Controlling the run game, pitcher fielding and ERA
Run & Glove
Johnny Cueto has been mocking his peripherals ever since his big league debut. For the most part FIP serves as a terrific gauge for pitcher performance, but in 2011 Cueto made FIP look like a heart monitor trying to explain the weather. On what most consider a separate note, base runners have a healthy and robust fear of Cueto’s pickoff move, which is one of the best in the show.
FIP measures outcomes a pitcher can control (home runs, walks and strikeouts) and chalks the rest up to random variation. Studies have shown that stolen bases contribute relatively little to run creation and perhaps on that basis the ability to control the run game has generally been ignored or deemed overrated.
It is difficult, however, to ignore the six runs Cueto saved the Reds via his contributions to controlling the run game in 2012. By contrast, A.J. Burnett’s inability to control runners cost the Pirates four runs. The typical scale is that 10 runs amount to one team win – and teams will pay about $5 million per win.
Acknowledging run game control cannot fully explain how Cueto has routinely outperformed his peripherals, just as it cannot wholly explain Pittsburgh’s inability to keep pace with Cincinnati in the NL Central last season. It does, however, get us closer.
Incorporating a pitcher’s fielding ability proved of comparative importance in explaining and predicting performance. Here we’ll turn to Mark Buehrle, whose glove has saved four runs per year since 2004, and among fellow hurlers the fast-working lefty has been one of the decade’s most steadily superb fielders. FIP underestimated Buehrle in eight of the past nine seasons, slighting his ERA by an average of .30 per year over that span.
The numbers indicate that a pitcher’s defense and ability to control the run game should both be considered in assessing and forecasting the pitcher’s value.
Focusing on seasons in which pitchers hurled 100 same-league (AL or NL) innings from 2003-2012 (n=1400), I ran a multiple linear regression to create a formula (“MBRA”) incorporating run control (rSB) and pitcher fielding (rPM) on top of line drive and infield fly ball percentages (credit to BABIP guru Steve Staude) and a regressed take on FIP.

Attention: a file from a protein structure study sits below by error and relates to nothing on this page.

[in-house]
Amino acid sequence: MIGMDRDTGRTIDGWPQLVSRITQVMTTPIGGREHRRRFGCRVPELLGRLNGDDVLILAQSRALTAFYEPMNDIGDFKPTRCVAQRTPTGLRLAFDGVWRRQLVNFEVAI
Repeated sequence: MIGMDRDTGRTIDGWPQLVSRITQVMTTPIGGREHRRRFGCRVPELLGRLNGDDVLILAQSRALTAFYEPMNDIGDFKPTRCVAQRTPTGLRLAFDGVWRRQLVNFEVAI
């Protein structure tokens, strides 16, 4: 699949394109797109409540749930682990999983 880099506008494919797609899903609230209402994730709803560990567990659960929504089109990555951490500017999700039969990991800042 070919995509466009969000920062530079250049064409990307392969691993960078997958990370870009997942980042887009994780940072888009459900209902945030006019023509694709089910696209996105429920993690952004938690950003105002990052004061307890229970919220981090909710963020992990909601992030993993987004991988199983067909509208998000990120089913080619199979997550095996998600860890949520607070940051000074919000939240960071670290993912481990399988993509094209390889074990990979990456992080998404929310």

MBRA = (55.25*HR + 14.05*BB – 8.57*K)/TBF – .041*rPM – .056*rSB + (5.71*LD – 8.27*IFFB)/(LD+GB+FB) + 2.34
Mean Absolute Error
MBRA is engineered to properly credit pitchers who can field and control the run game. When I subtracted MBRA from FIP to locate the pitcher-seasons that benifitted most from my formula, I was encouraged seeing Buehrle show up twice in the top ten, and five times in the top 100 (again, that is out of 1400).
Next, I looked at seasons in which pitchers threw 100 same-league innings in consecutive seasons from 2003 to 2012 (n=791). This time I ran a regression to create a model suited to predict a pitcher’s ERA based on his previous year’s statistics.
MBRAT = (20.12*HR + 7.13*BB – 6.7*K)/TBF -.025*rPM -.034*rSB + 2.37*ZC% + 2.22
MBRAT stands tall on the lofty pinnacle of public forward-looking ERA estimators, and if you factor in the percentage at which pitchers throw over the edge of the plate (EDGE%) its correlation jumps even higher (.4621). Unfortunately, I only have Edge% data from 2008 to 2012 (n=362) and cannot yet justify its inclusion.
I will create expectations for pitchers with fewer innings pitched and convert my findings to a WAR measure that may serve as a middle-ground between fWAR and rWAR. I also stumbled on a potentially significant relationship between pick-off attempts and strand rates that may work its way into future formulas.